Moment of the week

We skimmed past it in this roundup since the competition is stacked towards the most powerful sides and, really, not that interesting, nonetheless a World title is a World title and the Cup-clinching goal something to remember.

In Real Madrid’s victory over South American Champions Grêmio at the FIFA Club World Cup final, the difference was a throwback goal from 2017 Ballon D’Or winner Cristiano Ronaldo, and as a powerful free kick that nicked through the defensive wall to break the deadlock, it holds definitive merits worthy of inclusion here.


Seven indelible sports moments in 2016

Another year has just ended and, as happened in 2015, I decided to look back on the most memorable sports moments we were able to witness in the last twelve months, an exercise of paramount importance in order to cherish and vindicate the hundreds of hours that were left behind on the road to placate this passion.

As you certainly noticed, 2016 was an Olympic year and the action in Rio de Janeiro was front and centre on the summer news, yet in this article I’ll only reflect on the other memories that stuck out, encompassing monumental upsets and comebacks, titanic clashes, extraordinary team and individual achievements and brilliant performances. Therefore, seven moments were selected and recollected as I tried to provide some background on what was at stake, recap the events as they happened, and point out their importance in the context of the respective sport.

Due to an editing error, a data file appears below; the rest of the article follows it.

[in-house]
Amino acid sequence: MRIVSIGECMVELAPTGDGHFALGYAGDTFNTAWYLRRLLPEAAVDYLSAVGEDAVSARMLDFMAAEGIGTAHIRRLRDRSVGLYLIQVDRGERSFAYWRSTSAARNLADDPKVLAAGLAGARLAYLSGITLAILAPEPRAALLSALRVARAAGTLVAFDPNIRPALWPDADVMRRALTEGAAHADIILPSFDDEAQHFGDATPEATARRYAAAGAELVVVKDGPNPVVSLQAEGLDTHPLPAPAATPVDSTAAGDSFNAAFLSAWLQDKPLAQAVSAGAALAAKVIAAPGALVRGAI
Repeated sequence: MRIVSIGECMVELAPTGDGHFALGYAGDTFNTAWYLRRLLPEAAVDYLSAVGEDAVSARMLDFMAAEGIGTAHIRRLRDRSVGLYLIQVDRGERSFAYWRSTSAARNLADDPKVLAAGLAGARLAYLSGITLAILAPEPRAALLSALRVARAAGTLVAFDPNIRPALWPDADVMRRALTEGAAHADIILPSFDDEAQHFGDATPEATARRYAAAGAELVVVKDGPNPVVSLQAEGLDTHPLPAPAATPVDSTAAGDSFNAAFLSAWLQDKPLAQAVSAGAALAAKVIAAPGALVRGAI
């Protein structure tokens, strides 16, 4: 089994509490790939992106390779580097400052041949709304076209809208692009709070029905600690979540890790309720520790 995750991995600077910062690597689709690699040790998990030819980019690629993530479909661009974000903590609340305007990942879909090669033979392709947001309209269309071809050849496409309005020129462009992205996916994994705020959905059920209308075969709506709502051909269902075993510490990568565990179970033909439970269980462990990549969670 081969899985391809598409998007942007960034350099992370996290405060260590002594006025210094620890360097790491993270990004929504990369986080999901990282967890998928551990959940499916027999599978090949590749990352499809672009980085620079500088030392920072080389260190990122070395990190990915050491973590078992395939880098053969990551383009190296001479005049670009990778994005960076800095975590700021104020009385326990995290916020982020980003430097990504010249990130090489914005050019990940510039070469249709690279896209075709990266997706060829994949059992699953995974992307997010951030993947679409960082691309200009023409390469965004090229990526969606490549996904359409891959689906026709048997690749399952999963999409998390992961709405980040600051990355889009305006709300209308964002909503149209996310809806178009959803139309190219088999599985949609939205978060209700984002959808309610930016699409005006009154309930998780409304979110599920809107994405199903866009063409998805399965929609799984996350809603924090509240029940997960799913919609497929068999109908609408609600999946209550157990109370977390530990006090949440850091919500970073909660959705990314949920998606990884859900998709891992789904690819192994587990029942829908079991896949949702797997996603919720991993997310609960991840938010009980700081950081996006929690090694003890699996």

As usual, keep in mind the inherent subjectivity of this list, tremendously affected by my own predilections, knowledge and desire to supplement as much diversity as possible, from the amount of sports referenced to the type of realization celebrated, but without venturing into areas I don’t comprehend (I’m sorry, Chicago Cubs fans).

Before diving in, let me stress out again that no Olympic moment was considered in this article as I’ll reminisce on them and the Rio Games as a whole in a few days. Come back later for that.

Leicester City wins the English Premier League

By now you’ve seen the number: 5000-to-1, the odds assigned by an English bookmaker to a potential Premier League triumph by Leicester City in 2015-16, the quantitative assertion of one of the greatest upsets in sports’ history and a beacon for every team hoping to break the established hierarchies.

Jamie Vardy (#9) and Riyad Mahrez (#26) celebrate another crucial goal for Leicester City's Premier League title campaign.